a view of the blogosphere

via Data Mining: Mapping The Blogosphere:

Here we have a hyperbolic display of blogs using both the WWE and the ICWSM 2007 data sets.


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Maybe Nicholas Carr is part of the problem

On September 25, 2008, Nicholas Carr appeared on the Colbert Report to promote his new book.  In the interview, he speaks of an evolution of the Internet into a “worldwide computer,” and talks about the increase of people using the Internet as an online storage space instead of their individual computer.  Carr says that the Internet and Google are useful, but he also sees a problem due to how much the Internet is used.  Carr’s concern is that people are starting to think like the Internet. That we are ‘starting to act like the tools we use,’ and “think like a computer,” “jumping from piece of information to piece of information.”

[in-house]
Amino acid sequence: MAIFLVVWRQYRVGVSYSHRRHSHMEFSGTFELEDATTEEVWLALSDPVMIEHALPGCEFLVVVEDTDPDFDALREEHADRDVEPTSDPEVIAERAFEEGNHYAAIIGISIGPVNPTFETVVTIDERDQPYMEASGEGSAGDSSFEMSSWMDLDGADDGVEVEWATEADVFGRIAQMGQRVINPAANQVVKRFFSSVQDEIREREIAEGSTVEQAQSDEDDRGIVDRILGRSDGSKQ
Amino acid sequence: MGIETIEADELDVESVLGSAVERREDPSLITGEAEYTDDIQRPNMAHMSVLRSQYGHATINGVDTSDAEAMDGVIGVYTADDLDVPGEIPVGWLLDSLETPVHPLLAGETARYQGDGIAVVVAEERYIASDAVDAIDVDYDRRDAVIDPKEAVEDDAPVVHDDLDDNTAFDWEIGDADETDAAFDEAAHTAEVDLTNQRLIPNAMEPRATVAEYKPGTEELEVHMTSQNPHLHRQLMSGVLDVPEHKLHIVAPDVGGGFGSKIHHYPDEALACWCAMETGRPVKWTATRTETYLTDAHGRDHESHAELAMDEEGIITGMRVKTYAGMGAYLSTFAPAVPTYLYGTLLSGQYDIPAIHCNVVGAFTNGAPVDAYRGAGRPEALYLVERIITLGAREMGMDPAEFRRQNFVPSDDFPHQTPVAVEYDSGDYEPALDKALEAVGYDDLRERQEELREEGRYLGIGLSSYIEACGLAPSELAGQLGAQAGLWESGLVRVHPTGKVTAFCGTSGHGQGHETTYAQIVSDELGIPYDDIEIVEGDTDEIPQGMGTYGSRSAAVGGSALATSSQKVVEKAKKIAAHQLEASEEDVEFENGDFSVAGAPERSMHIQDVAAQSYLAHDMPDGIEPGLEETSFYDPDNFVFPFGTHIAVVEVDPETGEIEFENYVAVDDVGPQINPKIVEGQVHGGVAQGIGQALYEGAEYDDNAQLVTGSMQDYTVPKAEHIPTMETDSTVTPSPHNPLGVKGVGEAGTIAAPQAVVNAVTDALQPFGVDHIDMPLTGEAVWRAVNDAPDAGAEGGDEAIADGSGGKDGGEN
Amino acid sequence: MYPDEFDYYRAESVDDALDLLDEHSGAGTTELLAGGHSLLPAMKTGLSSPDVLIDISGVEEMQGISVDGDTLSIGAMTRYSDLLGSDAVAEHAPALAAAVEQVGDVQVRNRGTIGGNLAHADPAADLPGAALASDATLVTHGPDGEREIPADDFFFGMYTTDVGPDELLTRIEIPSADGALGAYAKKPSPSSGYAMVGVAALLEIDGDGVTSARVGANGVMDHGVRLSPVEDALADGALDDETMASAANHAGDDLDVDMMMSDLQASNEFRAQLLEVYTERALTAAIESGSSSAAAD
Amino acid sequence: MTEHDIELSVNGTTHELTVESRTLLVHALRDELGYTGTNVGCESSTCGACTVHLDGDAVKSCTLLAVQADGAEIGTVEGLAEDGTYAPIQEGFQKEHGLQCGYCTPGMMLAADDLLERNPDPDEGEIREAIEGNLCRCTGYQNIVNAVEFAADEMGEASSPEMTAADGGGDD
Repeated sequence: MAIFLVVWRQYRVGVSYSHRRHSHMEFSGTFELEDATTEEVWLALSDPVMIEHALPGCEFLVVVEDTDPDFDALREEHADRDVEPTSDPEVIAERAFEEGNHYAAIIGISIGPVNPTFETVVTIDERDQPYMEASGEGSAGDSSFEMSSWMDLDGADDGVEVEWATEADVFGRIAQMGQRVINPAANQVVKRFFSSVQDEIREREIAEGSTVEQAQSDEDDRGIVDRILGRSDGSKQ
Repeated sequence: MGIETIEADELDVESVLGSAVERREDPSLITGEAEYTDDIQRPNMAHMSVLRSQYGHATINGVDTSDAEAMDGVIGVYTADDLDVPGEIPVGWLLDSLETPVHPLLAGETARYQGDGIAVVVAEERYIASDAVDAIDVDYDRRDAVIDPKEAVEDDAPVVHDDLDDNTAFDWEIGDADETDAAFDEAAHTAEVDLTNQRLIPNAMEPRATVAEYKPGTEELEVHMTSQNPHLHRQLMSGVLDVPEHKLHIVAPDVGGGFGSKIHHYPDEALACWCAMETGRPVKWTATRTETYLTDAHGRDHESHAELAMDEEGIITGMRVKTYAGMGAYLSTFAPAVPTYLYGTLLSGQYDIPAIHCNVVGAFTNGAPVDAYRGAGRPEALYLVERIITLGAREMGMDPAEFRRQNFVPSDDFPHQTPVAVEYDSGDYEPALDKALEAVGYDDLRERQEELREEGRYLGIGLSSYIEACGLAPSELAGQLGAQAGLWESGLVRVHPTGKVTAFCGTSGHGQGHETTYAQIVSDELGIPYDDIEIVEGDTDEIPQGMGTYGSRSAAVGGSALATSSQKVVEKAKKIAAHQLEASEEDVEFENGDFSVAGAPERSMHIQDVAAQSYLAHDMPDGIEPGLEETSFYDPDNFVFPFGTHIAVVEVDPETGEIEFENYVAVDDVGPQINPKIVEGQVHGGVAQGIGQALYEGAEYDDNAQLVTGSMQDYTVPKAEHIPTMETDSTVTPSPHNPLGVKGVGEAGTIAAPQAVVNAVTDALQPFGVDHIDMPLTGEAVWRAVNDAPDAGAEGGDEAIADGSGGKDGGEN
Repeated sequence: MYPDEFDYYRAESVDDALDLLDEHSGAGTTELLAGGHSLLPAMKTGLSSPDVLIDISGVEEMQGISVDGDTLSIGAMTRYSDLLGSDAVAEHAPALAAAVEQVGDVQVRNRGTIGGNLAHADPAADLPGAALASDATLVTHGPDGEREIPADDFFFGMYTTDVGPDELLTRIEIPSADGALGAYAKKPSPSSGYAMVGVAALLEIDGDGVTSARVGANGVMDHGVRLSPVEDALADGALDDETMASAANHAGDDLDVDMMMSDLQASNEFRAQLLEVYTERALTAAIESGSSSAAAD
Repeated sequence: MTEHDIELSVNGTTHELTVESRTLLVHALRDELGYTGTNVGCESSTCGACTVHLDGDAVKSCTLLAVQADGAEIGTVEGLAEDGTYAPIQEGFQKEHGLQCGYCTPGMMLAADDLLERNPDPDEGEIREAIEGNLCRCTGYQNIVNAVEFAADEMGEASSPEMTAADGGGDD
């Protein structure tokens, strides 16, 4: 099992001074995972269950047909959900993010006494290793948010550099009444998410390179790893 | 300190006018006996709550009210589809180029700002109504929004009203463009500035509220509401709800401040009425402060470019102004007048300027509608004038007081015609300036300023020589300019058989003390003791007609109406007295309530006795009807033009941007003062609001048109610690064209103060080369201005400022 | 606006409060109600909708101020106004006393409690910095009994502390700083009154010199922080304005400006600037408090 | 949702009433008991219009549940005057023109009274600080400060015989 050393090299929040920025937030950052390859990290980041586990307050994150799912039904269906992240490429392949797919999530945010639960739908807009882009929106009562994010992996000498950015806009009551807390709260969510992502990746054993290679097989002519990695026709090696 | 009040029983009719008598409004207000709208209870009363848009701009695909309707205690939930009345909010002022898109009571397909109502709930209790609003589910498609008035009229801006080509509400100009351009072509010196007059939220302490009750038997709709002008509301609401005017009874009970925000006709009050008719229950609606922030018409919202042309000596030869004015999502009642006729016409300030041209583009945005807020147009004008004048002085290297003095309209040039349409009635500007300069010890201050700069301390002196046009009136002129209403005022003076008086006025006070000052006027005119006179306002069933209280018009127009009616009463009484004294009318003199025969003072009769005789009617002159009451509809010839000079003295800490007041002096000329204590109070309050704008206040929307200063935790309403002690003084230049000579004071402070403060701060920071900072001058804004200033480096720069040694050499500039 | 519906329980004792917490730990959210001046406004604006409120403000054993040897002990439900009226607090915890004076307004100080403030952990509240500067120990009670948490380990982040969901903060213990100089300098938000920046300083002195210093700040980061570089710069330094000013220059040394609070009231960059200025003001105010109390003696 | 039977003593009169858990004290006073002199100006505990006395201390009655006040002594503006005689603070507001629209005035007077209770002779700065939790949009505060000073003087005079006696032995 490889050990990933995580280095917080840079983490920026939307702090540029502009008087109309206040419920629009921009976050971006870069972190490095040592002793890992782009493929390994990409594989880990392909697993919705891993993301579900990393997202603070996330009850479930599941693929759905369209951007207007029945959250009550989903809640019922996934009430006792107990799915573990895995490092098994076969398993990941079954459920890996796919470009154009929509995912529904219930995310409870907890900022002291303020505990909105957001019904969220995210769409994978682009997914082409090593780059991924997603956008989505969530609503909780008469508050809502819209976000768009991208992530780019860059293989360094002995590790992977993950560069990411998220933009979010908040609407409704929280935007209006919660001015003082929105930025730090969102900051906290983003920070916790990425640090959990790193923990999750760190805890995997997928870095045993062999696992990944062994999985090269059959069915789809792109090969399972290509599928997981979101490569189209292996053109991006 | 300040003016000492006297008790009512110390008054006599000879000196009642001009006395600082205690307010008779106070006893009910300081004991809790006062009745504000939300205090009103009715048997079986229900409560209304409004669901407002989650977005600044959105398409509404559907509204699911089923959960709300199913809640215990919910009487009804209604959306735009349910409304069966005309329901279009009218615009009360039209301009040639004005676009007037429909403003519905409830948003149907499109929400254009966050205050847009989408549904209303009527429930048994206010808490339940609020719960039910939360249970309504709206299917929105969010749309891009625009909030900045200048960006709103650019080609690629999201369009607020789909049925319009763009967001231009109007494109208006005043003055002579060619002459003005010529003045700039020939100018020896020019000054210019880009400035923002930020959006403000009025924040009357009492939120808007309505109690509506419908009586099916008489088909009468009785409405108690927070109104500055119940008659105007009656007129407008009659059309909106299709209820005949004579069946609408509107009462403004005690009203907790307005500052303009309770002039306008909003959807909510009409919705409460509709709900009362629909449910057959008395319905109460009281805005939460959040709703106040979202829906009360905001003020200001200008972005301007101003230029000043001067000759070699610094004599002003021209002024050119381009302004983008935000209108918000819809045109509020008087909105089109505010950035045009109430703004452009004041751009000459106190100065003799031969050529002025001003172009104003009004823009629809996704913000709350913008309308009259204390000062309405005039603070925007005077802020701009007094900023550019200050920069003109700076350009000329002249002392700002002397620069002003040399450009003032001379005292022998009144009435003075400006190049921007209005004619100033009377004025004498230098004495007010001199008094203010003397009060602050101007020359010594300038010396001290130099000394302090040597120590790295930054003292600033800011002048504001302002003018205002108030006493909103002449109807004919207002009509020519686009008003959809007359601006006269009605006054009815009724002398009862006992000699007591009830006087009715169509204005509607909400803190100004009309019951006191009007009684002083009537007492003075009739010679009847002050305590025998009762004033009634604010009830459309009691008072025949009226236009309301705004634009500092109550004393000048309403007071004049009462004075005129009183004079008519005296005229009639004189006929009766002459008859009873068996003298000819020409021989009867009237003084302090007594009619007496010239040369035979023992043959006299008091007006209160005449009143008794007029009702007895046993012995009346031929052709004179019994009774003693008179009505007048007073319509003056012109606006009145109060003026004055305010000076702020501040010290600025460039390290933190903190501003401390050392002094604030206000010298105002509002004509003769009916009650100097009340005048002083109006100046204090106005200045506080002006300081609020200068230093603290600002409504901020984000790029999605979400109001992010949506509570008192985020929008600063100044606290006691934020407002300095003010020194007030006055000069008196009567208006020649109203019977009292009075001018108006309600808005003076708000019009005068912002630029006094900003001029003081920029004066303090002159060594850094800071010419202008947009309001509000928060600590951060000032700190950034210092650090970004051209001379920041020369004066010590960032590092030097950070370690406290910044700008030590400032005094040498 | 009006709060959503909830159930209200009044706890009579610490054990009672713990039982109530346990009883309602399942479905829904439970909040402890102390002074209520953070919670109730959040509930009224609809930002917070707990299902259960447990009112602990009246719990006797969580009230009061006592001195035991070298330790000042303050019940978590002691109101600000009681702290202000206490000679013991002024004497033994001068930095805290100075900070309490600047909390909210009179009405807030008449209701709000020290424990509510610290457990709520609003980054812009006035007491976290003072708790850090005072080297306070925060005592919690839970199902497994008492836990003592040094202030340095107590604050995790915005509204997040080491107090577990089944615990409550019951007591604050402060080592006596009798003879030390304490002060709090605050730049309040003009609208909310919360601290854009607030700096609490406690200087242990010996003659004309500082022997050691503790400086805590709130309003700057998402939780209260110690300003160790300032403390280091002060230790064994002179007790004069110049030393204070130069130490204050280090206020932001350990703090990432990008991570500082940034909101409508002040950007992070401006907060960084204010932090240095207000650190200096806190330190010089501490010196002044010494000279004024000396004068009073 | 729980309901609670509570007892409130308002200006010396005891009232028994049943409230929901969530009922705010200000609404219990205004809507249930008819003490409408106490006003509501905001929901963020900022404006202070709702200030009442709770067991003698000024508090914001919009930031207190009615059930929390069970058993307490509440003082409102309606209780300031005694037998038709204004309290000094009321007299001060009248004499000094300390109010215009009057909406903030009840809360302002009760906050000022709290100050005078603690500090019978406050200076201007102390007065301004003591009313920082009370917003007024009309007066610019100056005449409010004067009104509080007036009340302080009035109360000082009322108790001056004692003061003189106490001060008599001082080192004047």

Carr thinks that we are losing the ability to think deeply because of the Internet.  I find this laughable.

Carr believes that the Internet has caused people to lose the ability to stay focused on one thing, that we are losing our ability to concentrate, reflect, and contemplate.  He is concerned we are losing our ability to “slow down and think.” Carr suggests that “we’ve become so connected to everything, that we are actually disconnected from any one thing.”  He says he has noticed that when he reads a paper book, “something that used to come naturally,” he finds that his mind ‘starts to wander’ and wants to do what it does when he is online.

The Internet does allow us to quickly jump quickly between sources of information.  But this is not the same thing as the “superficial relationship with information” that Carr is afraid of.  The Internet permits the exact opposite of a “superficial relationship,” because it allows an individual to look beyond any one source of information, and produce their own connections between the material they find.  The investigation of related information is a form of deeper thinking.  It can be the contemplation of one subject, at a far deeper level.

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